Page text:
Journal of CyberTherapy & Rehabilitation
Winter 2011, Volume 4, Issue 4
How Can we Help preserve Mental Capital?
First, let me define what I mean by the concept of mental wealth or mental capital. The Foresight Project on Mental Health and Well-being says that it “encompasses a person’s cognitive and emotional resources. It includes their cognitive ability, how flexible and efficient they are at learning, and their ‘emotional intelligence,’ such as their social skills and resilience in the face of stress. It therefore conditions how well an individual is able to contribute effectively to society, and also to experience a high personal quality of life.” The study focused on the U.K., but the 20-year trends cited as affecting the mental wealth of that country are relevant to the rest of the EU, the U.S., and other parts of the world. Trends include the aging of the population (increasing dementia), changes in the global economy (rise of China and India, need for more training and work-life balance), the changing nature and expectations of society and public services (balance of responsibility), and new science and technology (equal access to their benefits).
These same themes emerge in the resulting study article, “The mental wealth of nations,” by Beddington et al., which reported on the group’s evaluation of the scientific evidence to produce this independent assessment involving 450 experts from 16 countries. The authors of this paper urged development of initiatives to support early diagnosis and treatment of childhood learning problems, workplace environments that promote mental health and programs that advance learning among elders to slow cognitive decline. They noted, “How a nation develops and uses its mental capital not only has a significant effect on its economic competitiveness and prosperity but is also important for mental health and well- being and social cohesion and inclusion.”
Pointing to a disproportionate share of investment in mental health relative to its disease burden, the U.S. National Institute of Mental Health (NIMH) created the Grand Challenges in Global Mental Health, identifying research priorities for the next 10 years that will make a difference in people’s mental health. These 25 specific challenges are grouped into broad goals that seek to:
- Identify root causes, risk and protective factors
- Advance prevention and implementation of early interventions
- Improve treatments and expand access to care
- Raise awareness of the global burden
- Build human resource capacity
- Transform health-system and policy responses
NIMH lists guiding principles for funding such research:
- Use a life-course approach to study
- Use system-wide approaches to address suffering
- Use evidence-based interventions
- Understand environmental influences
So how can we, as clinical and research professionals with spe- cialties in, for example, psychology, physical medicine and rehabilitation, or autism, help our clients boost their mental capital?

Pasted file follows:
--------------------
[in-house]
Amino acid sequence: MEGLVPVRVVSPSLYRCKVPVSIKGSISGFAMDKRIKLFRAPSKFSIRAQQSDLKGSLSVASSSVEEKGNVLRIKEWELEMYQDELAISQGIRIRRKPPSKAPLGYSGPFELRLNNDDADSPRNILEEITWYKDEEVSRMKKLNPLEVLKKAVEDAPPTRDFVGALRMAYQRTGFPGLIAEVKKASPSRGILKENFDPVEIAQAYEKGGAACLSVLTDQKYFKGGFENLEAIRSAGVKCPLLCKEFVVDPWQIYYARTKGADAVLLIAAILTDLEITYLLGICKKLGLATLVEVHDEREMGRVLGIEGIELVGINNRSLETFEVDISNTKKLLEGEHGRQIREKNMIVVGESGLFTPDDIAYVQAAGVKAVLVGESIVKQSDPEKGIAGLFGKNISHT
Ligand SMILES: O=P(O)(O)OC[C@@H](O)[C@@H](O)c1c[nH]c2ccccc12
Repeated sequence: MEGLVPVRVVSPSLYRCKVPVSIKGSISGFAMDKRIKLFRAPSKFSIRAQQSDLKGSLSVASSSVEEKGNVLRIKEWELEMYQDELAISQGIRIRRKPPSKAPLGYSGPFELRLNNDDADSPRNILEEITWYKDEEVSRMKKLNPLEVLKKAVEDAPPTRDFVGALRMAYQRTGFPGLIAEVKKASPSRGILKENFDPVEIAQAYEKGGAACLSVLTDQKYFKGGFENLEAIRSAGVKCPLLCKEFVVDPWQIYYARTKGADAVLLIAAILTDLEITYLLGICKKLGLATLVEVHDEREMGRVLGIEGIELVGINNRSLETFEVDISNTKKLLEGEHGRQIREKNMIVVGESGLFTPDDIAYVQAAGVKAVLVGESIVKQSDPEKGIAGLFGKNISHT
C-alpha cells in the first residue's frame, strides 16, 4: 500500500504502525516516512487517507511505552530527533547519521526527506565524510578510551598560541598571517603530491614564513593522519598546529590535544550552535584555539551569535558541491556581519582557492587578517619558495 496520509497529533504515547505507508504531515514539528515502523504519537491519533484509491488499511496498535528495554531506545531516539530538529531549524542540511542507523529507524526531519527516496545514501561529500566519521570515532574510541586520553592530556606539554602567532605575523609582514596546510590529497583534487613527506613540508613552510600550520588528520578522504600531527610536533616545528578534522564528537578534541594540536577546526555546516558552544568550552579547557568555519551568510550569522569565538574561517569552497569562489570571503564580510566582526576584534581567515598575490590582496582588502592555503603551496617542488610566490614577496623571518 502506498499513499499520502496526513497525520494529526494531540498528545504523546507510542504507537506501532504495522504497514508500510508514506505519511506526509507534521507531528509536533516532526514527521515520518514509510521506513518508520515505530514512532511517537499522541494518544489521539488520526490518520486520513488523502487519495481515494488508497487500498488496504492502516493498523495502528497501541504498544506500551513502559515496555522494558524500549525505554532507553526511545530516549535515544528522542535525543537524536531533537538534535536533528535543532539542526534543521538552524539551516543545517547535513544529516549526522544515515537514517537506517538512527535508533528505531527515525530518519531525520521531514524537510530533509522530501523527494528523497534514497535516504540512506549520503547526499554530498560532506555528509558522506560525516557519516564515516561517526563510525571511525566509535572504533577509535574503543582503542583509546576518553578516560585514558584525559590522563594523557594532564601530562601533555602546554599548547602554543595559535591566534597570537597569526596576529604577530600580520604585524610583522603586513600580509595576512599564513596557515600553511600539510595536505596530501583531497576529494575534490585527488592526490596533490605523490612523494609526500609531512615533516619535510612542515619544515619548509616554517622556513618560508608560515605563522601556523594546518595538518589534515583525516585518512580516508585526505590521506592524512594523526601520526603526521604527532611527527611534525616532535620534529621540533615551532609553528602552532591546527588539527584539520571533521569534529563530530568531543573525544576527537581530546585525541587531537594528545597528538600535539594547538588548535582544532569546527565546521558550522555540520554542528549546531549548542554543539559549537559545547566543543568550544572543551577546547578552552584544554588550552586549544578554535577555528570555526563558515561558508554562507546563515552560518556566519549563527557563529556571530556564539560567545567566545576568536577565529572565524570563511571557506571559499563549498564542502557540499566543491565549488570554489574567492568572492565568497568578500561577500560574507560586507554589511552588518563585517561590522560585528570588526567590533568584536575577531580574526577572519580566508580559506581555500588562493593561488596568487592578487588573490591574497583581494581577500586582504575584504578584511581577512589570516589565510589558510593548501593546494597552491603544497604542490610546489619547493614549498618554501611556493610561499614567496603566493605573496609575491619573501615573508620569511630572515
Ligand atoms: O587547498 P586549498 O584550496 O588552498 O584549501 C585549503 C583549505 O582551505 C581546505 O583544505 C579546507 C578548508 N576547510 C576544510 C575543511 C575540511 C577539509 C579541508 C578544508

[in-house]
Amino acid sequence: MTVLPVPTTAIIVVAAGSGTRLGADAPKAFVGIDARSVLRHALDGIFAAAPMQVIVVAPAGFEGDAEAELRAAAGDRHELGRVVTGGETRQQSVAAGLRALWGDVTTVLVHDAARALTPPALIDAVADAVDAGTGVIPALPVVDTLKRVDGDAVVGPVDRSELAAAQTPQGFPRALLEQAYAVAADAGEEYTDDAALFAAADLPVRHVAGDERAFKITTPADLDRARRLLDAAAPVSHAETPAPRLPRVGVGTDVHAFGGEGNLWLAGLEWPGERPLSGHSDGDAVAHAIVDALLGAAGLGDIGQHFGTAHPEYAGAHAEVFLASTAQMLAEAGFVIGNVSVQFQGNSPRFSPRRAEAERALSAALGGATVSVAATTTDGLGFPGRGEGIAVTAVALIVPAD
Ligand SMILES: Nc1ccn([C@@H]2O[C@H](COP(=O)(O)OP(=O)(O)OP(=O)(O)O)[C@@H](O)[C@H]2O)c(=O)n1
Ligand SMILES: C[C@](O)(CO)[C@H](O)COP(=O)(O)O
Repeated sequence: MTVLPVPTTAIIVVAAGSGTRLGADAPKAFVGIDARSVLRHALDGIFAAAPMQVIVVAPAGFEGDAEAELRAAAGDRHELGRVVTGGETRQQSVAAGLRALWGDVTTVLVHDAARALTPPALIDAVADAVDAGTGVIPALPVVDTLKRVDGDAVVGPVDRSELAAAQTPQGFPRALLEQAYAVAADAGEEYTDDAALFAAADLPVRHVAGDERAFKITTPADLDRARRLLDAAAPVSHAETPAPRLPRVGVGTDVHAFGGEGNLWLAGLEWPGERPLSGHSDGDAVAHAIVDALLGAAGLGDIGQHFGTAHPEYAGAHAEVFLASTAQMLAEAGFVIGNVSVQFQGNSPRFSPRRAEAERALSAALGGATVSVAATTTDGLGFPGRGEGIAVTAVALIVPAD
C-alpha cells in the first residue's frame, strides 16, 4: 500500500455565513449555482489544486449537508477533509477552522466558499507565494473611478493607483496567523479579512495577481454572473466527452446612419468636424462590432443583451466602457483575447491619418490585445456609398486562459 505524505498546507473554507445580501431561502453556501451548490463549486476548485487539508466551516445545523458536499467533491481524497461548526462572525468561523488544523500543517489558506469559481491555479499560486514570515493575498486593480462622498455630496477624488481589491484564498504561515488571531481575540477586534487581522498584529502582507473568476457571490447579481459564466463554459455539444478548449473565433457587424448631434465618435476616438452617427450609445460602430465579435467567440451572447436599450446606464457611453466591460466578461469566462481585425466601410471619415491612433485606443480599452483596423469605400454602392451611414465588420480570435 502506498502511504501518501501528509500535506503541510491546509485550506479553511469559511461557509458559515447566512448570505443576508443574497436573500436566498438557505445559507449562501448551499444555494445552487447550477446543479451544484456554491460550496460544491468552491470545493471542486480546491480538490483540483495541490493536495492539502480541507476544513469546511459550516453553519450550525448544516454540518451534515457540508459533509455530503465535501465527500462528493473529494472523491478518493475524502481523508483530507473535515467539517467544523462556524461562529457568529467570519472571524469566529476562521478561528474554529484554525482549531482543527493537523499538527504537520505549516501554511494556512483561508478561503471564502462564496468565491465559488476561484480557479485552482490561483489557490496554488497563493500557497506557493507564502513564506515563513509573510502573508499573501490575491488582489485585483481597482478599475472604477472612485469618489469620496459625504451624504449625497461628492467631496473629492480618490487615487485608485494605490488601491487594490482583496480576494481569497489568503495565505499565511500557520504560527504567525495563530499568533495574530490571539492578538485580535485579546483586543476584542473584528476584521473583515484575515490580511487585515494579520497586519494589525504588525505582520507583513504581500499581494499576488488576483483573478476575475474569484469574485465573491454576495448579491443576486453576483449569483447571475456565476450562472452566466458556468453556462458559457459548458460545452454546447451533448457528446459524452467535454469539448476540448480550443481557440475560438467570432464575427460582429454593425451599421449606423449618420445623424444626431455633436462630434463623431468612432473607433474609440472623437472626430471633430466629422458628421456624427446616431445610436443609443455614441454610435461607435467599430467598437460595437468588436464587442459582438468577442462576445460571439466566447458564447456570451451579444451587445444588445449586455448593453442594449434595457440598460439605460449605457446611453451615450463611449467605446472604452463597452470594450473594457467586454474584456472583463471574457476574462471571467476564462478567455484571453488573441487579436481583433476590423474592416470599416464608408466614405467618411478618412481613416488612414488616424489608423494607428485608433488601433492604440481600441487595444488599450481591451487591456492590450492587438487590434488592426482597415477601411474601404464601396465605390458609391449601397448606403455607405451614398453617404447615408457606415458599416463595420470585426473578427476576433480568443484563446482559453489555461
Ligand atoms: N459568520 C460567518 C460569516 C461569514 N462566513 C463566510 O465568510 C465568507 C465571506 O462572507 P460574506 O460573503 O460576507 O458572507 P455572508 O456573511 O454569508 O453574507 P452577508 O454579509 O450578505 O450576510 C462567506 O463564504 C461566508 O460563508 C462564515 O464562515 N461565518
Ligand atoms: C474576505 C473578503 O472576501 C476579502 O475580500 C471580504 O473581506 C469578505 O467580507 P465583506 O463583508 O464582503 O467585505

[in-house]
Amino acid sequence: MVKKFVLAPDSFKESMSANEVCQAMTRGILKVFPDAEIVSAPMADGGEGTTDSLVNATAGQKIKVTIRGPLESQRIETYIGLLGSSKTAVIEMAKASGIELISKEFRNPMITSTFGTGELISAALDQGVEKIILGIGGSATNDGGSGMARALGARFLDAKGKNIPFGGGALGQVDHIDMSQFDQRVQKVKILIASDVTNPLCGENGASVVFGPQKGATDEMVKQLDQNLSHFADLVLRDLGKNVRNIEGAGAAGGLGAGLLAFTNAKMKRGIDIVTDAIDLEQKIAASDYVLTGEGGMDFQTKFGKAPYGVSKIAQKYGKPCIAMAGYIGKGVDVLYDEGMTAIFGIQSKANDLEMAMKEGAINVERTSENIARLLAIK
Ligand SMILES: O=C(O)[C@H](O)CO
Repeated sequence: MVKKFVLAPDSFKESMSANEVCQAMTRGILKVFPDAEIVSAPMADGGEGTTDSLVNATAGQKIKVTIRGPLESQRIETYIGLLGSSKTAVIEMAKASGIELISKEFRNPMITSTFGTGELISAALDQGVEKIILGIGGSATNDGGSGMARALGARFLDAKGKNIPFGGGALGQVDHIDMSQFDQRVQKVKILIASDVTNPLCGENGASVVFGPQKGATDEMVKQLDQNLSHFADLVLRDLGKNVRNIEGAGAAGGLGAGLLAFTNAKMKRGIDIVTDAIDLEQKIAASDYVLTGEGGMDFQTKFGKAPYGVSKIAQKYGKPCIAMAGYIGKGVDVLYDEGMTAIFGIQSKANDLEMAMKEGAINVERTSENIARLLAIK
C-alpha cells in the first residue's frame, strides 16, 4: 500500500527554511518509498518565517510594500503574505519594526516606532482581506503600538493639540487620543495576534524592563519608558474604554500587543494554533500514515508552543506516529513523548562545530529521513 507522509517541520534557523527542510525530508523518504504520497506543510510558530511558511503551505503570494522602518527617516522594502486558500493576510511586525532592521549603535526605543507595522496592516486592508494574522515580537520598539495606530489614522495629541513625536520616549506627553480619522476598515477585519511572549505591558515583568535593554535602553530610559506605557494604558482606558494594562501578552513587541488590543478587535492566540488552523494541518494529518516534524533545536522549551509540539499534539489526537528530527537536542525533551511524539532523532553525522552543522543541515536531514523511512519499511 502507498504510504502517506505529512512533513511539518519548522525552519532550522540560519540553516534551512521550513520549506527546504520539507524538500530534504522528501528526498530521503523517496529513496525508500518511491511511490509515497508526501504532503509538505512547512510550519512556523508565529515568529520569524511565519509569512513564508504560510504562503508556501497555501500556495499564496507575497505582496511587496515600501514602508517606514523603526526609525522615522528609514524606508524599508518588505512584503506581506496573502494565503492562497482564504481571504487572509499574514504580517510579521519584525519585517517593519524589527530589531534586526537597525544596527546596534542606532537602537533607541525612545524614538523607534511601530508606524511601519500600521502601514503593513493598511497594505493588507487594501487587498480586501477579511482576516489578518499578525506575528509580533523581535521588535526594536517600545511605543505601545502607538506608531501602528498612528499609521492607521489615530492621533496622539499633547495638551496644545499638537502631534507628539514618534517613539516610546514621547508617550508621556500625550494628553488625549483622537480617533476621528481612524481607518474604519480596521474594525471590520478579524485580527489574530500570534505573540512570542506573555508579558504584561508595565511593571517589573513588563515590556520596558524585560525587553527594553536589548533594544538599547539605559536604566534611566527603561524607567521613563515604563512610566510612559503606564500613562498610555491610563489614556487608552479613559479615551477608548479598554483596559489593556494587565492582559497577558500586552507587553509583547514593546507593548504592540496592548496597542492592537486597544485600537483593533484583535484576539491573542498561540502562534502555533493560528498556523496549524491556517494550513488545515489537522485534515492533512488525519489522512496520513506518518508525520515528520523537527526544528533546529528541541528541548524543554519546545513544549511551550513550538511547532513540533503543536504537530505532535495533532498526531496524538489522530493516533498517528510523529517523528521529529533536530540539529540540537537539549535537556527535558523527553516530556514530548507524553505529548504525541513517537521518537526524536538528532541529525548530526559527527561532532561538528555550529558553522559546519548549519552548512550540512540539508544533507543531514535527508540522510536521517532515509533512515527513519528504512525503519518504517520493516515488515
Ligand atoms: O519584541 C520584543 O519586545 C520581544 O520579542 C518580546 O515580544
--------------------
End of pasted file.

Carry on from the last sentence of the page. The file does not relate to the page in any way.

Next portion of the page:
- Improved access to education can help: “The [Foresight] Project has identified a number of technologies … ubiquitous and mobile technologies; artificial intelligence; assessment technologies; and tools to support teachers in designing and exchanging learning activities.” A virtual environment to help children with autism learn to cross the street is one example of how we can use the technolo- gies we espouse for early intervention, the most cost-effective way to prevent mental ill health.
- Although the mechanisms are not yet understood, a growing number of studies show that physical exercise may prevent or mitigate the effects of depression, and a Stanford University study showed that a virtual representation of one’s self gaining or losing weight in proportion to the exercise completed motivated volunteers to complete more exercise.
- While we are just beginning to debate the legal and ethical im- plications of using pharmacological (smart drugs) means of improving mental wealth, use of these drugs in controlled clinical trials and publication of results that show minimal side effects from long-term use will pave the way for their mainstreaming.
- Neurocognitive activation via cognitive training is a promising area of investigation, as I reported in my recent article co-authored with Dr. Mark Wiederhold. With the aid of fMRI-safe Virtual Reality goggles, we can study the brain while a patient interacts with a virtual environment, and learn how to tailor treatments to pro- duce the desired activations in that individual’s brain.
- Finally, I would encourage you to continue to advocate for mental health funding by governments. As the Foresight study authors noted, “… a cross-governmental approach is needed to realize the full benefits … Interventions may have long timescales before they see any returns. Implementing these recommendations will require significant changes in the nature of governance, placing mental capital and well-being at the heart of policy-making.”
Brenda K. Wiederhold, Ph.D., MBA, BCIA
Editor-in-Chief, Journal of CyberTherapy & Rehabilitation
Virtual Reality Medical Institute